While some people dislike the idea of making ethanol from our corn and grains, the leftover mash is rumored to be a superior livestock food.  And, why not glean some ethanol fuel out of it along the way if we insist on feeding grains to our cows? I believe the development of simple solar distilling can greatly improve the EROEI of ethanol, and perhaps reduce the cost by 60% or more.
Additionally with solar, there is no danger of flame ever catching the vapors on fire.  It is flameless, if you don't count that great big ball of fire in the sky.
<p>aluminum foil inside the boxes used for fish 2&quot; walls</p><p>Inside a cardboard box, but need a second box to make the triangles to fill in where the flaps of cardboard box are not.</p><p>Sheet of glass or plastic. Cooks rice in 25 minutes (glass mason jar painted black outside.) Cooke bread, made tea I forget what else was my daughter's 2nd grade science project.</p><p>Boxes we got for free at the local fish market. Aluminum foil was enough for about ten of these (wide roll heavy duty 25m) use contact cement, but made a second one just forming the foil and folding it over edges.</p><p>Pice of glass was the largest expense. I think it cost about 50 cents (no rappers were harmed).</p><p>First one was $2 second one we used the rest of the foil and another piece of glass so 57 cents (figuring the cost of the foil)</p>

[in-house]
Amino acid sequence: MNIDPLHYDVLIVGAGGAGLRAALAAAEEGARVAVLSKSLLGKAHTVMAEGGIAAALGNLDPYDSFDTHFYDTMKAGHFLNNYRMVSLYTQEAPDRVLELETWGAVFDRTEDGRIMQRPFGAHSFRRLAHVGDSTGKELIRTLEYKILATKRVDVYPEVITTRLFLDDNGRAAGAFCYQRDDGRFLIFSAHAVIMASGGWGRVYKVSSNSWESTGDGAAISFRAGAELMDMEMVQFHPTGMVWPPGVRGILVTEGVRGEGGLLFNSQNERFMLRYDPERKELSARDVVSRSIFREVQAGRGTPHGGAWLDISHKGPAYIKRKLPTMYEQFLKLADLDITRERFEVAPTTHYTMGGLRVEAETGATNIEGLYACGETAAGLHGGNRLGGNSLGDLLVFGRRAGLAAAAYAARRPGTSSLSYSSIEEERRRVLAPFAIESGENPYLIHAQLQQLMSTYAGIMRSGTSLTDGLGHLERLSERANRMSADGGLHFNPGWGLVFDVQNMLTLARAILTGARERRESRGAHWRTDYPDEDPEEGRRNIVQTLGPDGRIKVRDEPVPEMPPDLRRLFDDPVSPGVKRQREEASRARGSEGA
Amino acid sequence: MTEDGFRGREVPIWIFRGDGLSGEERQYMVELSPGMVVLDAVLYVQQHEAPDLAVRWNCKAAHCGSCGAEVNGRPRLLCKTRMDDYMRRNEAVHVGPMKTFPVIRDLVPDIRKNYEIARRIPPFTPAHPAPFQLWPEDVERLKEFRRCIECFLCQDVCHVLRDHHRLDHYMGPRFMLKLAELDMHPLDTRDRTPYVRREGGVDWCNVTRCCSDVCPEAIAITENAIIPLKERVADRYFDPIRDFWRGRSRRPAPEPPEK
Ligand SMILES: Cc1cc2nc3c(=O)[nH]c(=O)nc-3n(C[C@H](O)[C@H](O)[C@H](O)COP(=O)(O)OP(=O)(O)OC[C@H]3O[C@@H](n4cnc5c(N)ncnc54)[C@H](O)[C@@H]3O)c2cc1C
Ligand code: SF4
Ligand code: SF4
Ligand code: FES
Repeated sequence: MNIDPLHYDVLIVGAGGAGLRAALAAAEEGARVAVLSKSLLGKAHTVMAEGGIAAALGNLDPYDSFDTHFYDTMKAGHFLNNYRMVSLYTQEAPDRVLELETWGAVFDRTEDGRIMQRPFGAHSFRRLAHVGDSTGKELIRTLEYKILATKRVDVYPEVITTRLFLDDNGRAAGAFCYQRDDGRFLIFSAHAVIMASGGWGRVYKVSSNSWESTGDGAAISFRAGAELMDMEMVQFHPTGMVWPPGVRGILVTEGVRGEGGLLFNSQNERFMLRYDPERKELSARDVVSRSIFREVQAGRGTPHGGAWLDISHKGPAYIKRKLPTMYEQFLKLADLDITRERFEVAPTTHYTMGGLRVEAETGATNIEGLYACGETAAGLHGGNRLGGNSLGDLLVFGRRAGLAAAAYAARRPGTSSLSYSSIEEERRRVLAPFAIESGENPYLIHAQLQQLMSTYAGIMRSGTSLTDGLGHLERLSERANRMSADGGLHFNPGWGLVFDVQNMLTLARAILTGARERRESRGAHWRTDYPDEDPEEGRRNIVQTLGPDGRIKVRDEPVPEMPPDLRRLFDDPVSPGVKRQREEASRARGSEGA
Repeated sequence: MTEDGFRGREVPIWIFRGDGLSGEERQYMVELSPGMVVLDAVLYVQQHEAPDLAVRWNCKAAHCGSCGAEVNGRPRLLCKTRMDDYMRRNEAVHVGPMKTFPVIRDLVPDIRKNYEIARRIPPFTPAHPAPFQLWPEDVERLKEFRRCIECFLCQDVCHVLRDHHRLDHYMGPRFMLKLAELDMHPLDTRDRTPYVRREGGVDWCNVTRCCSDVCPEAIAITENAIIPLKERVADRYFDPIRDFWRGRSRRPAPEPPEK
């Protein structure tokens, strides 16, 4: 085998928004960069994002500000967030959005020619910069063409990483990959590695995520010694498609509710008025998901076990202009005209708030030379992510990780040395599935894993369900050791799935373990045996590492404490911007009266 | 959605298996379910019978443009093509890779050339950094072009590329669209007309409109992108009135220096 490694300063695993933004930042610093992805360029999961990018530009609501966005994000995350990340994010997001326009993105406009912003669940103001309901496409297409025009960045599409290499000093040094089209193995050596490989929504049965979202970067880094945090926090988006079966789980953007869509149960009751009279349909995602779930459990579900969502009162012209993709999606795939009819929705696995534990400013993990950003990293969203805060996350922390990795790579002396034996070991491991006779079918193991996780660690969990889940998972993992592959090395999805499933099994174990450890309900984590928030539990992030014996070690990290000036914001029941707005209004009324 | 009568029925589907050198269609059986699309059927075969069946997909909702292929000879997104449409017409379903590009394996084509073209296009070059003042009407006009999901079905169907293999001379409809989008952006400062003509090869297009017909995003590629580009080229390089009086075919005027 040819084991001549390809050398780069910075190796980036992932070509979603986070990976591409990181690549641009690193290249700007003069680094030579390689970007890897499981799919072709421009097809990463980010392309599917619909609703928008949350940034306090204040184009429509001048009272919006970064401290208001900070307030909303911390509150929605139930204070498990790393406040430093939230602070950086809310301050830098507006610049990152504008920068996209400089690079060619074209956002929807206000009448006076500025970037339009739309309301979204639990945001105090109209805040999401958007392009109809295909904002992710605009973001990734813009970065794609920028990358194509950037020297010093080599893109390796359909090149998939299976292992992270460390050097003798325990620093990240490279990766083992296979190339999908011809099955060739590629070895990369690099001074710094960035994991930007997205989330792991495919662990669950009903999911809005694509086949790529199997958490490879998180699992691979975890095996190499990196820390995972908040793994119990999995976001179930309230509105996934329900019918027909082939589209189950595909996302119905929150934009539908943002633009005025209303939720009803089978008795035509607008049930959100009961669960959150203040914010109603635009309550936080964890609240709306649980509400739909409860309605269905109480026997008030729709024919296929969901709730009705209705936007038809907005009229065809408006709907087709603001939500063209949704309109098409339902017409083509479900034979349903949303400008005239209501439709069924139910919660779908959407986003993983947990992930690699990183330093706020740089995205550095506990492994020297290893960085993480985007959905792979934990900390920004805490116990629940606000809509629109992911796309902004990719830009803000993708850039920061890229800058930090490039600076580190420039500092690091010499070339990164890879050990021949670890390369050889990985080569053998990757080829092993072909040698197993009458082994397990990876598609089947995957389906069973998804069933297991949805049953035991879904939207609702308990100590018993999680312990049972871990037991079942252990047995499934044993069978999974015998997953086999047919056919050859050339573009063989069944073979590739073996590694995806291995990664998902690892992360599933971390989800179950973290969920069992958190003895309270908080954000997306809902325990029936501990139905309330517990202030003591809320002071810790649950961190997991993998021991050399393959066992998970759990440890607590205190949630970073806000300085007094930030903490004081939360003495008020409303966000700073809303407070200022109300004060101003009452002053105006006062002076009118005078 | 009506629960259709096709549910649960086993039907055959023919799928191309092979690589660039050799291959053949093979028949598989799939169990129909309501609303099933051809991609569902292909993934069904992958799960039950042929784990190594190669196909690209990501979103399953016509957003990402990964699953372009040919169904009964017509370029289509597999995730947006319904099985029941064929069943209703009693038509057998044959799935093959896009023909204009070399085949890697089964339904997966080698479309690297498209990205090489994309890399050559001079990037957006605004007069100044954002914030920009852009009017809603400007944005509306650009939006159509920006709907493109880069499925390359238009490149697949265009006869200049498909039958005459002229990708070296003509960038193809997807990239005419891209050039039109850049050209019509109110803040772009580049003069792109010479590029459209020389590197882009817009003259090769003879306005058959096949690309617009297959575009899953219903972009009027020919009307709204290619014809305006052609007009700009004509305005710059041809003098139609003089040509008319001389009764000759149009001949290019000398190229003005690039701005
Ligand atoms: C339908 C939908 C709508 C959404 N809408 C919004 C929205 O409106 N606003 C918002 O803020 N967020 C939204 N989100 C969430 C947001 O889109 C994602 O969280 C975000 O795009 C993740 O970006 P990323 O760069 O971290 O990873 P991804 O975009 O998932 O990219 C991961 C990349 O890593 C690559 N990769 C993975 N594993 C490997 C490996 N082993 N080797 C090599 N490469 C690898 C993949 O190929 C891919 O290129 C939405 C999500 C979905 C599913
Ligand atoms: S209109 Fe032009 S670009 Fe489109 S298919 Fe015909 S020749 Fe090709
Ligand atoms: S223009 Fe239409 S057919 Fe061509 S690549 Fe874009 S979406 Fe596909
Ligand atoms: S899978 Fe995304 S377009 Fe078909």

<p>That sounds interesting for our coast camp. Any pics or links would be appreciated. Everything we keep there is cheap or disposable due to tropical storm damage and thieves. </p>